If you contextualize the problem within bigger-scale changes that are occurring – to the industry, your region, or the world at large* – then your prospect has more reason to believe that the problem does exist, and that they might genuinely be suffering from it.

You’re essentially creating a narrative – but not your own self-indulgent “brand narrative”, necessarily; it’s a narrative that your prospect is a part of, because it starts in their own environment.

*As an example of a change in the world, you could tell them that an iPhone 6 could theoretically guide 120,000,000 Apollo 11 rockets.

3. Digital delivery matters.

For face-to-face conversations, ‘delivery’ means your tone, your smile, your body language. In the digital age, “delivery” has a much more prosaic meaning – the way in which you get that sales presentation through to your prospect.

I don’t mean the content of the email you send – that’s covered in point #1 – I mean how they actually get to see the sales presentation itself. If your phone can guide rockets, you’d think sending files would be a piece of cake, but there’s a caveat or two to consider.

Ideally, you don’t actually want the prospect to have to sit there and download anything.

You don’t want them to finally open your 22MB PPT file only to see the “Protected View” banner that makes the whole thing look like a virus. Nor do you want them to get an “Upgrade to Acrobat Pro!” message interrupting their PDF reader. Nor do you want to send them off to some third-party file-sharing system that urges you to sign up in order to even see the content. Even YouTube links are fraught – kudos for using video content, for sure, but there’s a ton of other content vying for their eyeballs on there, if the whole site isn’t blocked by their corporate firewall in the first place.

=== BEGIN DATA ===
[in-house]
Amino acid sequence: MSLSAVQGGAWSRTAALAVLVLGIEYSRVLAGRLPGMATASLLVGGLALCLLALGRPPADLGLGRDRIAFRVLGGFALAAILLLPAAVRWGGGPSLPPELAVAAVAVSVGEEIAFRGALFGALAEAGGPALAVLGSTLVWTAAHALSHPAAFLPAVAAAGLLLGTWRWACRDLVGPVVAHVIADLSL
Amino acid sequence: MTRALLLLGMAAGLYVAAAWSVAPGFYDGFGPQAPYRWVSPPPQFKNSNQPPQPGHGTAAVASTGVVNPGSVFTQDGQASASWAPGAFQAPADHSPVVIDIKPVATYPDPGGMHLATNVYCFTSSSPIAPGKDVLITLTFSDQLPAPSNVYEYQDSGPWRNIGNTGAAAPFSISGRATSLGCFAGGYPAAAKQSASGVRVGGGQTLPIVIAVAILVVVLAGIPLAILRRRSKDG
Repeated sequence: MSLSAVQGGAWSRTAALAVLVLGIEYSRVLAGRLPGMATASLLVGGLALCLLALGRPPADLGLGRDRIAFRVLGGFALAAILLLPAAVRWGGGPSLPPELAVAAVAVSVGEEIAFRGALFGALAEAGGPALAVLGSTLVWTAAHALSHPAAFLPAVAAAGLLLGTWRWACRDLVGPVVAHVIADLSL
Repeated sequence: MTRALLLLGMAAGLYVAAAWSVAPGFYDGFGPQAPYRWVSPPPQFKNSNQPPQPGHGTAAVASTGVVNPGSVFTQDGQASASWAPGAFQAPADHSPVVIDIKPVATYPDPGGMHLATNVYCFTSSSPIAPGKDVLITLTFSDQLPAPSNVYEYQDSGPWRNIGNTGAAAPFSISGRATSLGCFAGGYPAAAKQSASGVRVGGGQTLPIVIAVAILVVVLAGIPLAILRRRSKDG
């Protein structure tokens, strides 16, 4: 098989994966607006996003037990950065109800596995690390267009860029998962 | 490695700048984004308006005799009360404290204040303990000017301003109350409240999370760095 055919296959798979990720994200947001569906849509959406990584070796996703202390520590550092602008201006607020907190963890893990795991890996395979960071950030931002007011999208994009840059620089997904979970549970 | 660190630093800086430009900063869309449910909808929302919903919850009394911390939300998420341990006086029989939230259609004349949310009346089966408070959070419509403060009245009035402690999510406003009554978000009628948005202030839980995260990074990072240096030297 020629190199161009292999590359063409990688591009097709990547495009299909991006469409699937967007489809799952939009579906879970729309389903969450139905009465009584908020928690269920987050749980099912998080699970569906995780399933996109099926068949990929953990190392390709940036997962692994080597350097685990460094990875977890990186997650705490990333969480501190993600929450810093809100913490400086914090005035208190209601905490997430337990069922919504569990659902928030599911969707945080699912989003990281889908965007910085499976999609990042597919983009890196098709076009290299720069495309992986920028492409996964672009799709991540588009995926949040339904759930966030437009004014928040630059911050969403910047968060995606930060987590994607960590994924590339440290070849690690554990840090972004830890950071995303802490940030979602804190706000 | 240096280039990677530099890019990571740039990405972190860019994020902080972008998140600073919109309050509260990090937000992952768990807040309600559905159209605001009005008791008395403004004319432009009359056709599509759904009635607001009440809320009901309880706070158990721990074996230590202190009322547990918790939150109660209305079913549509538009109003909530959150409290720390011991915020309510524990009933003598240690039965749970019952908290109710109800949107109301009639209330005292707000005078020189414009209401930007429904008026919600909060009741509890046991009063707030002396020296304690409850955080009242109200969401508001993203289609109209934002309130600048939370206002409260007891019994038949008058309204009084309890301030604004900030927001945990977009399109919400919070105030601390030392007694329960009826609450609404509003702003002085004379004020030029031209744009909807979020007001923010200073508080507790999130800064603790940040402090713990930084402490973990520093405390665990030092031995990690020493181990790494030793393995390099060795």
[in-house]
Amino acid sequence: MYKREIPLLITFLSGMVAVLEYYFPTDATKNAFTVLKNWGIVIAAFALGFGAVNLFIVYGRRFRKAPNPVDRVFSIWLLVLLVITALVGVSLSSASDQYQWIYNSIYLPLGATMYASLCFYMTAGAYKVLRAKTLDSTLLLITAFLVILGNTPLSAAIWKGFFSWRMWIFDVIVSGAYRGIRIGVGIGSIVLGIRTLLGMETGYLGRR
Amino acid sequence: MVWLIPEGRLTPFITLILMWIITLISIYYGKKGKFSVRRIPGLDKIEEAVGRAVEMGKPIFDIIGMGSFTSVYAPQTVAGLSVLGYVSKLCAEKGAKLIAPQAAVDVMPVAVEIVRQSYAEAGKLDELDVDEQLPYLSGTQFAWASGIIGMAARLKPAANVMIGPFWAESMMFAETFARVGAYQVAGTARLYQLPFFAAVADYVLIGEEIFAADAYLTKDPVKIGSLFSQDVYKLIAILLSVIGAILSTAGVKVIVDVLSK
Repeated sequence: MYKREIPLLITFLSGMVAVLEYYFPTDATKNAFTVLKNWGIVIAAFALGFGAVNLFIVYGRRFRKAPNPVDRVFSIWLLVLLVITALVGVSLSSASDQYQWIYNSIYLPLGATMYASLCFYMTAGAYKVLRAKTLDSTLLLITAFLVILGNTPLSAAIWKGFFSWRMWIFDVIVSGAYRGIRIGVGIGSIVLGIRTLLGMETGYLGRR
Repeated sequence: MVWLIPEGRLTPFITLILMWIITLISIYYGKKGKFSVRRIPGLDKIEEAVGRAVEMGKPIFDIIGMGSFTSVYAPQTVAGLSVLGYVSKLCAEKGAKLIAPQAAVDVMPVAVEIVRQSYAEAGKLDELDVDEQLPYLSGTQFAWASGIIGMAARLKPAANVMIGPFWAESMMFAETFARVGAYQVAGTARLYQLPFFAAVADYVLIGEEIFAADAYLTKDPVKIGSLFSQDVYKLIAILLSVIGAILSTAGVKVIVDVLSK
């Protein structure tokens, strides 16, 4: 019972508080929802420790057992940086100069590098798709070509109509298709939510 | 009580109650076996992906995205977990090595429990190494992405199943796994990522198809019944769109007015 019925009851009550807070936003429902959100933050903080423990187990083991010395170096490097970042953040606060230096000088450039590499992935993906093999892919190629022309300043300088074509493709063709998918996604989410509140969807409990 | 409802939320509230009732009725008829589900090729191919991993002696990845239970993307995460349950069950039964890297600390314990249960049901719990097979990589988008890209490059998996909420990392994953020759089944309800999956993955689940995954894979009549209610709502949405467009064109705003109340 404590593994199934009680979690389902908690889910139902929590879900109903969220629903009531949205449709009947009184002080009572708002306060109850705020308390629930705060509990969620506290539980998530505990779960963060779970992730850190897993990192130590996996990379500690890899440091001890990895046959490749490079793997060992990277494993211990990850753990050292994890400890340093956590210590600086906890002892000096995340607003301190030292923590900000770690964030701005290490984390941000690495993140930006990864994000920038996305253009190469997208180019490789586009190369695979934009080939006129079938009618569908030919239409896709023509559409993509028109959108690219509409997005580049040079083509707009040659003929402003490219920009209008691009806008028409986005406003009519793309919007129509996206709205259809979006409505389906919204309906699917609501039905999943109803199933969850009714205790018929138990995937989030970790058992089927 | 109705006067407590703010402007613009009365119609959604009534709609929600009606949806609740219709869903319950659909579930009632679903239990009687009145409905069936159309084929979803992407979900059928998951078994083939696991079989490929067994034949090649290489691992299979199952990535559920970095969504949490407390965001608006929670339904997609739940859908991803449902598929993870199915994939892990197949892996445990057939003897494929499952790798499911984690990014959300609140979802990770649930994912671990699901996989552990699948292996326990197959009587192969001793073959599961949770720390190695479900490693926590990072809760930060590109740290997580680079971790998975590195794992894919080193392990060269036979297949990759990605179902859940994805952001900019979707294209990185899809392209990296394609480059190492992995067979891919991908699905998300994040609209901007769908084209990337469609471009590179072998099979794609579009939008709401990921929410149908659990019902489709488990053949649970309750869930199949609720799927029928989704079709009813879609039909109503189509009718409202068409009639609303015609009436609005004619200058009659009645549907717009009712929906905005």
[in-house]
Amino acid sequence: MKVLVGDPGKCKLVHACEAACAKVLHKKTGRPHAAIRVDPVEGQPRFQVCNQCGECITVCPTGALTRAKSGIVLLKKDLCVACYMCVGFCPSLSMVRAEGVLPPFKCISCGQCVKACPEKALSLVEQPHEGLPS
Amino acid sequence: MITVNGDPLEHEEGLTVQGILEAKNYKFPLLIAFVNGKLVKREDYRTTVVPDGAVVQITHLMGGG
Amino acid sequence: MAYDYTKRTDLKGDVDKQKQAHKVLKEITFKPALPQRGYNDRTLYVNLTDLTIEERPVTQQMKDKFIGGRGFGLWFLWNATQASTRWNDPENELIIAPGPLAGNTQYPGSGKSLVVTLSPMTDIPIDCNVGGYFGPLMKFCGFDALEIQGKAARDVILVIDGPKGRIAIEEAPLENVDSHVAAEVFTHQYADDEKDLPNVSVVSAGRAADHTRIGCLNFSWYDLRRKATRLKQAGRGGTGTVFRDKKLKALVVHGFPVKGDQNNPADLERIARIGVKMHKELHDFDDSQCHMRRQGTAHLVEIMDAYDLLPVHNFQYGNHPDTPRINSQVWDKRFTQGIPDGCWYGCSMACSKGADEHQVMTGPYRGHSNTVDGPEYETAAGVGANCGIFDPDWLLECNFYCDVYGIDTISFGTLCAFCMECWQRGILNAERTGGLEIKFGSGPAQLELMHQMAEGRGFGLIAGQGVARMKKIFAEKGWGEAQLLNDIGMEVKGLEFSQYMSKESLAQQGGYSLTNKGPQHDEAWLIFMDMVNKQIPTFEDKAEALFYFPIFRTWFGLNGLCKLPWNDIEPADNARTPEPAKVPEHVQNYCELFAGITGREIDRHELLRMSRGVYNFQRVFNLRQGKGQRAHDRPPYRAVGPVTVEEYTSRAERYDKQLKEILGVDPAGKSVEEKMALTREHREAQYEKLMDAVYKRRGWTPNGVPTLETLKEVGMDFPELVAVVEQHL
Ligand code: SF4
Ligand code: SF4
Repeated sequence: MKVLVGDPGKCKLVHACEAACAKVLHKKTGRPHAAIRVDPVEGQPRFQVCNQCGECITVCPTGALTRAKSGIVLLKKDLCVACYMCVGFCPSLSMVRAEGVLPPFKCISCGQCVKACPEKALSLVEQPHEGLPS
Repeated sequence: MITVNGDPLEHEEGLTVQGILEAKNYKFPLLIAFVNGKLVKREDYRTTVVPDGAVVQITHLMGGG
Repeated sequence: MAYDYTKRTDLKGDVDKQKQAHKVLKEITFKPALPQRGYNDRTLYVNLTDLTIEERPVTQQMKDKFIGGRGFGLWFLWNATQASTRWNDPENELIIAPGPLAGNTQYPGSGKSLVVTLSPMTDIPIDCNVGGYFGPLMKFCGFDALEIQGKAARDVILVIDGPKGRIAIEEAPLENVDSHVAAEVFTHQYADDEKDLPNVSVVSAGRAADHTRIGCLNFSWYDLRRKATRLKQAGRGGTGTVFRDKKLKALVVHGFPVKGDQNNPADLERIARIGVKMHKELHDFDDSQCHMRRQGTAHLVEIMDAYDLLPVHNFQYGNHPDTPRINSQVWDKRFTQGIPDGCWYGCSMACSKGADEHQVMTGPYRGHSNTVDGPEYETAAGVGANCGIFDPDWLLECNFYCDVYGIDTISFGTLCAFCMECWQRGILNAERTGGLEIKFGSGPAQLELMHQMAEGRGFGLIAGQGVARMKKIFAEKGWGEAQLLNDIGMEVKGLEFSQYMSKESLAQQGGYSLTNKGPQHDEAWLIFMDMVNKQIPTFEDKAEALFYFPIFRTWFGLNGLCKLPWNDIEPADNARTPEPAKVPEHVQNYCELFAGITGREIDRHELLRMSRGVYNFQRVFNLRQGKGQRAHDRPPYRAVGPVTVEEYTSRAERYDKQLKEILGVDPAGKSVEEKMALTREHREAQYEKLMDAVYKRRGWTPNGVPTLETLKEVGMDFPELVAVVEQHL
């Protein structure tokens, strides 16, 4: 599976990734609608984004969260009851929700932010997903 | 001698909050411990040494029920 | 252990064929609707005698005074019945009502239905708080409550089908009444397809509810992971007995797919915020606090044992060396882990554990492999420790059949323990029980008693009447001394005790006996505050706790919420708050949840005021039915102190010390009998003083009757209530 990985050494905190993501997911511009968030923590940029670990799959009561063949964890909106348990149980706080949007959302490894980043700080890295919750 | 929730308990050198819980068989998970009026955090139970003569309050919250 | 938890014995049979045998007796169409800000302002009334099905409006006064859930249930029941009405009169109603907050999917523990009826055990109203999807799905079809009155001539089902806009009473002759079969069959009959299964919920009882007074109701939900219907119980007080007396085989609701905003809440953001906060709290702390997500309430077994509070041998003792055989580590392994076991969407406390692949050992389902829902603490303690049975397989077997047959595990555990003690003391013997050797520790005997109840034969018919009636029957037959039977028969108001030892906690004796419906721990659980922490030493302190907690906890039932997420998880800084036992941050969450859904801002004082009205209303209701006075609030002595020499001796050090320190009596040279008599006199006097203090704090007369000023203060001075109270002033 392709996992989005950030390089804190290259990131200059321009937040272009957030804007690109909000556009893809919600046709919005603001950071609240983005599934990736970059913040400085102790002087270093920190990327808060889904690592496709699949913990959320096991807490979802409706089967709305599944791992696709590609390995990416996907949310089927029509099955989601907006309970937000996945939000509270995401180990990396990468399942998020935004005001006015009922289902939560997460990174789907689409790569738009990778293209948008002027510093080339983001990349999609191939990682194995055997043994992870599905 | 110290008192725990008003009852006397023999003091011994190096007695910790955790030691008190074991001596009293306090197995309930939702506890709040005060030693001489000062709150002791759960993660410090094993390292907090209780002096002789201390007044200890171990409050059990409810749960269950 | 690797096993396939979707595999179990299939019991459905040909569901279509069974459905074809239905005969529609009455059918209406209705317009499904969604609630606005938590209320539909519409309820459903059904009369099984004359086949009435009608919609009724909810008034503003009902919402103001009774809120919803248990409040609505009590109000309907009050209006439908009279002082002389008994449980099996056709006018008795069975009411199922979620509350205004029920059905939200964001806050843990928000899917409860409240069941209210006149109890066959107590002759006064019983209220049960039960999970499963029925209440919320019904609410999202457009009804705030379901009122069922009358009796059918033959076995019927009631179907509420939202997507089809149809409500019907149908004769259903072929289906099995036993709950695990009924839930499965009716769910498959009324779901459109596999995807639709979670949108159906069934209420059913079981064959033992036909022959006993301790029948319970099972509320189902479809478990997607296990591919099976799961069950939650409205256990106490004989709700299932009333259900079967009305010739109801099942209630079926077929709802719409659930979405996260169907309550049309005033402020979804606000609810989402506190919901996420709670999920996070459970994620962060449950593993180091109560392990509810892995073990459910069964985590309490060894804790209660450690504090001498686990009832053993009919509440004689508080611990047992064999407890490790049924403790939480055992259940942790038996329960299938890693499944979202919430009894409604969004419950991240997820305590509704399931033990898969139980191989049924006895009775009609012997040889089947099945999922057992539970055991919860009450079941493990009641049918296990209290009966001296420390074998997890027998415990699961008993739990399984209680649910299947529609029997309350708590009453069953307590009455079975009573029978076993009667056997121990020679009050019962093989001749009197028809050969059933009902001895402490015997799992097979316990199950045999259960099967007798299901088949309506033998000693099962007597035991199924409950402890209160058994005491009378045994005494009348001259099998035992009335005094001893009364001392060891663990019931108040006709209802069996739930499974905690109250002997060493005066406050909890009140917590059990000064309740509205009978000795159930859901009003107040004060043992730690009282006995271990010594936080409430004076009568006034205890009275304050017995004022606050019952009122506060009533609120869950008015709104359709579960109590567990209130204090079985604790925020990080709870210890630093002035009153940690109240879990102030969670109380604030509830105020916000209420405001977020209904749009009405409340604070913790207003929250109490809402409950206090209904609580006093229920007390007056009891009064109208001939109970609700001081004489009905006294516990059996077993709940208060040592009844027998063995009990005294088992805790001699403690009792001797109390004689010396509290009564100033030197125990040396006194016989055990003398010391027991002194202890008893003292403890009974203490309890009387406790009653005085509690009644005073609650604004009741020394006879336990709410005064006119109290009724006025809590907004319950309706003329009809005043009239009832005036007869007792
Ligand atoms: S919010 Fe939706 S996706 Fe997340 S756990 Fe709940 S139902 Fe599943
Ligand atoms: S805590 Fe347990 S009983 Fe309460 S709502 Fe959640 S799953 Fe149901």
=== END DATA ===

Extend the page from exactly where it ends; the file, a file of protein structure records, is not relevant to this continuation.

Ideally, what you want is for them to just click a link – maybe with a little thumbnail so they know what they’re getting into – hosted on a private secure site that’s minimally branded and not interrupting with dialogs that plead for an independent signup.

Sounds like a tall order, but don’t despair - there are services out there that make this possible.

4. Fear ups the stakes.

It’s natural to use a sales presentation to show your prospect what they’ll gain by using your product. We’re used to being positive and focusing on the benefits, and that shouldn’t stop.

What can be more compelling is not the view of what they will gain by using your product – but rather, what they could lose by not using it.

If you’ve done a convincing job of showing them the context for their problem in point 2 – the changes happening to their industry, region, or the world at large – then they’ll know there’s a chance of getting left behind if they don’t adapt. It might not be on the same scale as losing the space race – but it could have similar effects for reputation and future success.